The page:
Greetings from our Fulbright English Teaching Assistant

Greetings from our Fulbright English Teaching Assistant

02.11.2018

As you could read in our September edition of our newsletter, this Fall, Ilisimatusarfik and GUX in Nuuk have an American Fulbright student through the so-called ETA programme - as part of our good cooperation with the US Embassy in Denmark and the Ministry of Education, Culture & Church.

The American Fulbright student is Augusta Finzel, and here is a "postcard" from her about her stay with us so far.

 

"When I arrived in Greenland in early September, I didn’t know what to expect. It was only in June that I found out that I would be in Nuuk for the school year as a part of the newest extension of the Fulbright English Teaching Assistantship program. Prior to finding that out, I had just returned home after graduating from Lawrence University in Wisconsin to the small rural community of Morris, Minnesota in the United States, where I grew up. Growing up, I was always curious about what lay beyond the endless horizon of the expansive prairie that I was so familiar with. At college, I studied Russian and Biology and became fascinated with ecosystems, climate change, and the way of life in the Arctic.

As my plane was landing in Kangerlussuaq I was quite anxious for what was to come. It was a cold drizzly dreary day in Kangerlussuaq, normally the kind of day I would stay inside and wait for a new day to come. However, as I stared out that tiny plane window, I couldn’t believe how much beauty one place could have, especially surrounding an airport. And as if to increase my anticipation just a little bit more, my plane to Nuuk was delayed by about seven hours. So I went for a walk with one of my program leaders who had accompanied me to Greenland. At that time, I did not know much about the nature here, and was surprised to recognize a few similar plant species to the ones back home in Minnesota.

The majority of my time is spent helping as an English teaching assistant at GUX-Nuuk and Ilinniarfissuaq. In some classes I help with the lesson plans, while in others I help with conversational skills or serve as a cultural reference for my country. I think it is a lot of fun to work with all of the students and learn about the different backgrounds everyone comes from as well as share a piece of me and my home with them.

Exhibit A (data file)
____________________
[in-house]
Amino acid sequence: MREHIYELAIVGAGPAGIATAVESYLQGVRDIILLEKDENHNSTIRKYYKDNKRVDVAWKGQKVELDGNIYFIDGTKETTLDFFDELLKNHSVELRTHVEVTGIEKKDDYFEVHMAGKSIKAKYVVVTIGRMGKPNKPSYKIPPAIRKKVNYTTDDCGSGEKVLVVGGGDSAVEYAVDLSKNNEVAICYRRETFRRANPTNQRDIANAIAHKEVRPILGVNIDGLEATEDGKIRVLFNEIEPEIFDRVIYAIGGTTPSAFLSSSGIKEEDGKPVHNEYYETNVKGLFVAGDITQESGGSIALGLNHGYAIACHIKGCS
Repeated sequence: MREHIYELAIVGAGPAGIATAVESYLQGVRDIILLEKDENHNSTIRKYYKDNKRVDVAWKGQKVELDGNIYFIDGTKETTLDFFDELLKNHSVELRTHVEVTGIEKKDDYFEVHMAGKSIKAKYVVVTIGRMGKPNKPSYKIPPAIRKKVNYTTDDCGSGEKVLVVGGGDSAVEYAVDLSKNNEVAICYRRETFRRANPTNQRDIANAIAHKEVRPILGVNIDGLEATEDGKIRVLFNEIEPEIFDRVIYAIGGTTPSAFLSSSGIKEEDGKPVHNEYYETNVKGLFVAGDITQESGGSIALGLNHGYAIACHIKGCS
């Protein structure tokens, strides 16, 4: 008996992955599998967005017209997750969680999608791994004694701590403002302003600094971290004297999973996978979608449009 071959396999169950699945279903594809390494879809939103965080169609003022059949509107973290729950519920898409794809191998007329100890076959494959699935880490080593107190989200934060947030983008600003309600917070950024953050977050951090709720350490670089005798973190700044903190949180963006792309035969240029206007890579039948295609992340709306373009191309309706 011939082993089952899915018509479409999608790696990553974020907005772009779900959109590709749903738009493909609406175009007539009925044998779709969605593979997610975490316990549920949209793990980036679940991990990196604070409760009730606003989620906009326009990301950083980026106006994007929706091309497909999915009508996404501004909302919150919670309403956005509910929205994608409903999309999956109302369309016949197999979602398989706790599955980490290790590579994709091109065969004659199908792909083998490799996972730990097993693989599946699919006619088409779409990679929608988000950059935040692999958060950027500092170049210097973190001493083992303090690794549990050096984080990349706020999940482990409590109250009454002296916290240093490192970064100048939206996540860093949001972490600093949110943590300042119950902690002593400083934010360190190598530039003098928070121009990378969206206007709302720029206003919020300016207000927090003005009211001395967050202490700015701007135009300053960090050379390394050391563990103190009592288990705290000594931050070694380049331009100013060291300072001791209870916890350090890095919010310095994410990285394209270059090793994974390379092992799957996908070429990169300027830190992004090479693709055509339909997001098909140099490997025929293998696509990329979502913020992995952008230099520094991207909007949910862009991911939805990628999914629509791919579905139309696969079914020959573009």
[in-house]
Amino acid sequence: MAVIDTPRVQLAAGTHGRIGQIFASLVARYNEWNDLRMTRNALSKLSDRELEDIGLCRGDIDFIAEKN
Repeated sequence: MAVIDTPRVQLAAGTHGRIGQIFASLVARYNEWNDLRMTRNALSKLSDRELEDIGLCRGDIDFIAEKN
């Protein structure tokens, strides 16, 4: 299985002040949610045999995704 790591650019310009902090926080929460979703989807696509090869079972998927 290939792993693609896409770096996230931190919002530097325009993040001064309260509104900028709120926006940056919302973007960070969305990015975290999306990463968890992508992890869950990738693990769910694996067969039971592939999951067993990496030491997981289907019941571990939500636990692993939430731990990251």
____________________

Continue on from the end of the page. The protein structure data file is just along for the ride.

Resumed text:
Over the last two months I have had the opportunity to go on boat trips and explore the fjord system, seeing whales and getting close to icebergs. I also had the chance to go with Ilinniarfissuaq on a trip up the Kobbefjord and while there learned about all the edible plants that grow here, including blueberries and blackberries. On this trip, I was able to get a glimpse into Greenlandic culture by enjoying cozy nights while everyone told stories and sang songs together. It was during this trip that I knew I wanted to learn as much Greenlandic as possible, even to be able to understand a few phrases.

While I have only been in Greenland for a short time, I recently had the opportunity to travel to Ittoqqortoormiit with a teacher from Ilinniarfissuaq and two of her research assistants. It was very enlightening to see a completely different side of Greenland and learn more about sled dogs and life in a more isolated town. One of the locals graciously invited us into her home for coffee and also took the time to take us on a tour of the town on her ATV. Something that I find special about Greenland is how willing people are to teach a stranger about their home. And while I do not speak Greenlandic or Danish, I find that most people are willing to try to communicate with me, no matter their level of English.

Since my arrival, even on such a gloomy day, I have felt welcome and at home. Greenland has taught me something new each and every day. Sometimes, as I walk down the streets and notice the stark color of the houses against the snow, I feel as though I’m living in a dream. I never could have imagined, even six months ago, that I would have the opportunity to spend almost a year in Greenland. While I still have another eight months here, it is all going by so quickly that I feel I must cherish every moment that I have. Greenland has given me so much so far and I can’t wait to share what I learn with everyone back home."



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